One teacher stressed that the biggest thing the Reform students have lost is a  work ethic. They (and often their parents too) have a sense of entitlement, that if they studied for 20 minutes, they should pass, and if they don't, it's the teacher's fault. This is of course not entirely because of the Reform, but the Reform's policies have certainly contributed to students' sense that they can get what they want without putting much (if any) work into it. The same teacher said that it used to be that there would be 3-4 students in a class who had a lot of difficulty with the material, but now there can be a third of the class like that, not because they are any less intelligent but because they're lacking the basic skills and the work ethic. So that puts teachers in a difficult position: do they give the students what they really deserve for the work they do, in which case they will take a lot of heat from the parents and from the education system, or do they lower their standards?

One teacher said that teachers in general tend to be "hostile to change"; they like the status quo, so that could be one reason that many teachers don't like the Reform. However, any kind of curricular change is going to result in a lot of extra work for the teachers to adapt to, and most teachers work incredibly hard already. Also, there do seem to be genuine problems with many aspects of the Reform. However, some teachers feel there are more positive than negative aspects, and one teacher pointed out that we certainly wouldn't want to go back to caning to get the students to learn! (Fun Fact of the Day: Eton's last caning was in 1984!)

I myself am on my way to becoming a secondary school teacher, and having worked in the system already, I am well aware of the difficulties, and I know it is not an easy field to work in, perhaps especially now. Nevertheless, I intend just to do the best I can and have the maximum impact that I can have on any students who happen to cross my path, no matter what methods I am required to work with.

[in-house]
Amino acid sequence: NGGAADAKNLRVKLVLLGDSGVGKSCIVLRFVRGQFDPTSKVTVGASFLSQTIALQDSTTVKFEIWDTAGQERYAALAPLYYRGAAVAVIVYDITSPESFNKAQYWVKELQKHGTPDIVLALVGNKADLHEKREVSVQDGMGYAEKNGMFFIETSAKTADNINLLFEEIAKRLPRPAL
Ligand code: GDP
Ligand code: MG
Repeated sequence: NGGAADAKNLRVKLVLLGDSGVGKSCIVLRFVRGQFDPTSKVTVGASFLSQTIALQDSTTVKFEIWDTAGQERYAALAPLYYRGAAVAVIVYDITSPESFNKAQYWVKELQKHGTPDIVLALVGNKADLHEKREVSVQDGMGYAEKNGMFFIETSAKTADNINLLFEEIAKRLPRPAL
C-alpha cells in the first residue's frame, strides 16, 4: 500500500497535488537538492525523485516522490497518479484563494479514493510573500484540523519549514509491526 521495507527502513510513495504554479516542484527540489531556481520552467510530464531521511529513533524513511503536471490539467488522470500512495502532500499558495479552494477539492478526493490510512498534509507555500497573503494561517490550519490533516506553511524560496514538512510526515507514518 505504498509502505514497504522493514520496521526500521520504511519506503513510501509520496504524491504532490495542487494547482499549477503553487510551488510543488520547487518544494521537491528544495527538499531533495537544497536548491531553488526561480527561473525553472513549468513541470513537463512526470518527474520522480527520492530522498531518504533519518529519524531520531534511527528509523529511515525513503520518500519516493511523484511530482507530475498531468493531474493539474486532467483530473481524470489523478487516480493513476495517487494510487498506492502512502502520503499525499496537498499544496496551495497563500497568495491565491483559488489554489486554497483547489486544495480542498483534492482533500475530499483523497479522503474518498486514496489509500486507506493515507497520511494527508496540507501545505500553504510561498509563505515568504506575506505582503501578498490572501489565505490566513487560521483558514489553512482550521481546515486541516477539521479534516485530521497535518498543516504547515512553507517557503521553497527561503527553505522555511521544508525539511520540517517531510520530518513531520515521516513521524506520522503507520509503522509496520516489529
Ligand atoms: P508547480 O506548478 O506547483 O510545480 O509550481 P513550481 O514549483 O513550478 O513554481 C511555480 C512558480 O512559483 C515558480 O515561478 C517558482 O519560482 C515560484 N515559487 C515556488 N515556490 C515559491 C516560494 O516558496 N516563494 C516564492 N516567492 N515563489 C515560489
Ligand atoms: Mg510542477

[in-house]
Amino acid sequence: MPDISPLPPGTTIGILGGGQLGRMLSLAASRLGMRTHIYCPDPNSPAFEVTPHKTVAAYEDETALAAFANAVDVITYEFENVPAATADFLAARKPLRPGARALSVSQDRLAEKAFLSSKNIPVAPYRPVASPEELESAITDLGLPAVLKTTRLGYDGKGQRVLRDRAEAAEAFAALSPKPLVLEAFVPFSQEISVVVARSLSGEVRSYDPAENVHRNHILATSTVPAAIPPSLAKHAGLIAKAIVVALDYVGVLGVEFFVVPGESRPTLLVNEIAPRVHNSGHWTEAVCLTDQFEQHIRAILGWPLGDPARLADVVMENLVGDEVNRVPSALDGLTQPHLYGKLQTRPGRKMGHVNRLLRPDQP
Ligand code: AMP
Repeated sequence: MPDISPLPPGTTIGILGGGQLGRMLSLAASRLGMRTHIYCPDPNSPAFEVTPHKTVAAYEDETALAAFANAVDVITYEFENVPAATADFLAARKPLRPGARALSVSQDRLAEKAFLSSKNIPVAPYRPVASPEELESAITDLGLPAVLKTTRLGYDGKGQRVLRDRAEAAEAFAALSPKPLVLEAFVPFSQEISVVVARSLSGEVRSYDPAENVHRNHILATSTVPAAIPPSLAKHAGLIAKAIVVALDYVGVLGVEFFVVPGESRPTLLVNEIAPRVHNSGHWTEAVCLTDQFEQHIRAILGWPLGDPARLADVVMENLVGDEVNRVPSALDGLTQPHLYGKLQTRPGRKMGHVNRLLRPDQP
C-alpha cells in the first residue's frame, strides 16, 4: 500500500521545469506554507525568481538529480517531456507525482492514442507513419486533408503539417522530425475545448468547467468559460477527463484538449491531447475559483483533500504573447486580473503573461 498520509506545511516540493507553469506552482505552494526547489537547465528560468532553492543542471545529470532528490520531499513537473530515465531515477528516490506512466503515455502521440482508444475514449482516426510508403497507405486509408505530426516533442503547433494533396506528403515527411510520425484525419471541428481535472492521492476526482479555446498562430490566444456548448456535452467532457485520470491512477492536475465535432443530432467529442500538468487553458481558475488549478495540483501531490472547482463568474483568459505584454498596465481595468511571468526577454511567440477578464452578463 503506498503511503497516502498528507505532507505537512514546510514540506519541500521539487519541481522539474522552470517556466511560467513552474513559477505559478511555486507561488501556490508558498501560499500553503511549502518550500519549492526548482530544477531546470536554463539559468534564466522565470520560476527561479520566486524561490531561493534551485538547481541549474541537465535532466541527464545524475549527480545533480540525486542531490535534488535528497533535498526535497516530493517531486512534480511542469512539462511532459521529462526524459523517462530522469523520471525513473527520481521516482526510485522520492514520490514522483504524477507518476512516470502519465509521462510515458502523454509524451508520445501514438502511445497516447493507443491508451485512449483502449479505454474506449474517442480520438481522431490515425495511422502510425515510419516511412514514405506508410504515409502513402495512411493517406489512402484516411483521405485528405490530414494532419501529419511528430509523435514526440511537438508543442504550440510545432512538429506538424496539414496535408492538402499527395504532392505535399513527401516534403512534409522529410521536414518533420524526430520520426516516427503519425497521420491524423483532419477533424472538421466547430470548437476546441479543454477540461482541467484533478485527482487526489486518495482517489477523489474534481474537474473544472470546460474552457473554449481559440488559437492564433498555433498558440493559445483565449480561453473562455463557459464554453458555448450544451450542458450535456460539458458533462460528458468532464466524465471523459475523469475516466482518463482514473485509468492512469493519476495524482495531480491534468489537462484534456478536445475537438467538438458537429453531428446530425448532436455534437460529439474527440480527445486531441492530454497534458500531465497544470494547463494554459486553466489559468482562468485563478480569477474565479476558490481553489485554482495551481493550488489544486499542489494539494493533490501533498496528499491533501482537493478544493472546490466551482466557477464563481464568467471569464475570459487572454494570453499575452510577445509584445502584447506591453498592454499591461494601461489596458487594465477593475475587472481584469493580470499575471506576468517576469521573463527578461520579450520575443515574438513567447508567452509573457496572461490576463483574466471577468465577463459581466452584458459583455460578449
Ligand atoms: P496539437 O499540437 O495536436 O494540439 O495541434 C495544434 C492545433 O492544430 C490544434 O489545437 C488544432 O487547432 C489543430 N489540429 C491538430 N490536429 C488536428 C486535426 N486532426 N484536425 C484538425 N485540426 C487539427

Photo credit: Flickr


Bastien, Richard. "Addressing a Few Misconceptions about the Québec Education Reform." Schoolscapes 3.1. Ministère de l'Éducation autumn 2000. Page 1. Web. 3 November 2011.

Branswell, Brenda. "Reform Cohort Graduates to CEGEP." The Montreal Gazette 24 August 2010. Web. 3 November 2011.

Dawson, Mike. "Report card on educational reform." ACDSA Citizens for Democratic & Autonomous Schools. (originally printed in The Montreal Gazette 17 March 2010.) Web. 3 November 2011.

Guimont, Gerard. "Highlights of the Educational Reform and Pedagogical Renewal in Quebec." Pedagogique Collégiale 22.3 spring 2009. Web. 3 November 2011.

"Québec Education Program: Secondary School Education, Cycle 2." Éducation, Loisir et Sport Québec. Web. 3 November 2011.

Roberts, Laura. "Boys failed by education system says Eton headmaster." The Telegraph 19 January 2010. Web. 3 January 2012.

"The Education Reform: The Changes Underway." Ministère de l'Éducation, du Loisir et du Sport October 2005. Web. 3 November 2011.

Waddington, David. I. "Fighting to defend progressive school reform in Québec." social issues. John Dewey Society's Commission on Social Issues, 15 May 2011. Web. 3 November 2011.